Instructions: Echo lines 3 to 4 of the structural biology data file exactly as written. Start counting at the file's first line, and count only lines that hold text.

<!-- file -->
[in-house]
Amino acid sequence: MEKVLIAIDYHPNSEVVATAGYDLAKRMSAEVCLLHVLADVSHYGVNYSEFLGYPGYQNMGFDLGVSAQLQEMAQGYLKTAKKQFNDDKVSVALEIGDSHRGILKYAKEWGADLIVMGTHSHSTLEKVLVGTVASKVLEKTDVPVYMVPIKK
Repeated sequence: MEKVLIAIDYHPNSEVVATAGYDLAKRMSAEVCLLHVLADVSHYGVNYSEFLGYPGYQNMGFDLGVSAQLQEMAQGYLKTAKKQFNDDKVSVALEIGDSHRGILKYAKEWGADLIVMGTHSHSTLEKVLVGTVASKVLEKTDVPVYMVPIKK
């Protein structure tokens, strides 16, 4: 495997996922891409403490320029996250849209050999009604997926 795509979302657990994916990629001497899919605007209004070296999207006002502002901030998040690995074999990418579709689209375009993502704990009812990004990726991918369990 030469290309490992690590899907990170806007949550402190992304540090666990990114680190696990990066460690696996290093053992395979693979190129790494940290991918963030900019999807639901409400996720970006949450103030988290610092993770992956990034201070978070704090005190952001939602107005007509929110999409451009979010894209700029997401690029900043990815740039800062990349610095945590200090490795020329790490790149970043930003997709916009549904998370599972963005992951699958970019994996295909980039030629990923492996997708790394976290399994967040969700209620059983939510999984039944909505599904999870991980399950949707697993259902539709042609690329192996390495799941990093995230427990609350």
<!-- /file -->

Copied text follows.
Repeated sequence: MEKVLIAIDYHPNSEVVATAGYDLAKRMSAEVCLLHVLADVSHYGVNYSEFLGYPGYQNMGFDLGVSAQLQEMAQGYLKTAKKQFNDDKVSVALEIGDSHRGILKYAKEWGADLIVMGTHSHSTLEKVLVGTVASKVLEKTDVPVYMVPIKK
């Protein structure tokens, strides 16, 4: 495997996922891409403490320029996250849209050999009604997926 795509979302657990994916990629001497899919605007209004070296999207006002502002901030998040690995074999990418579709689209375009993502704990009812990004990726991918369990 030469290309490992690590899907990170806007949550402190992304540090666990990114680190696990990066460690696996290093053992395979693979190129790494940290991918963030900019999807639901409400996720970006949450103030988290610092993770992956990034201070978070704090005190952001939602107005007509929110999409451009979010894209700029997401690029900043990815740039800062990349610095945590200090490795020329790490790149970043930003997709916009549904998370599972963005992951699958970019994996295909980039030629990923492996997708790394976290399994967040969700209620059983939510999984039944909505599904999870991980399950949707697993259902539709042609690329192996390495799941990093995230427990609350």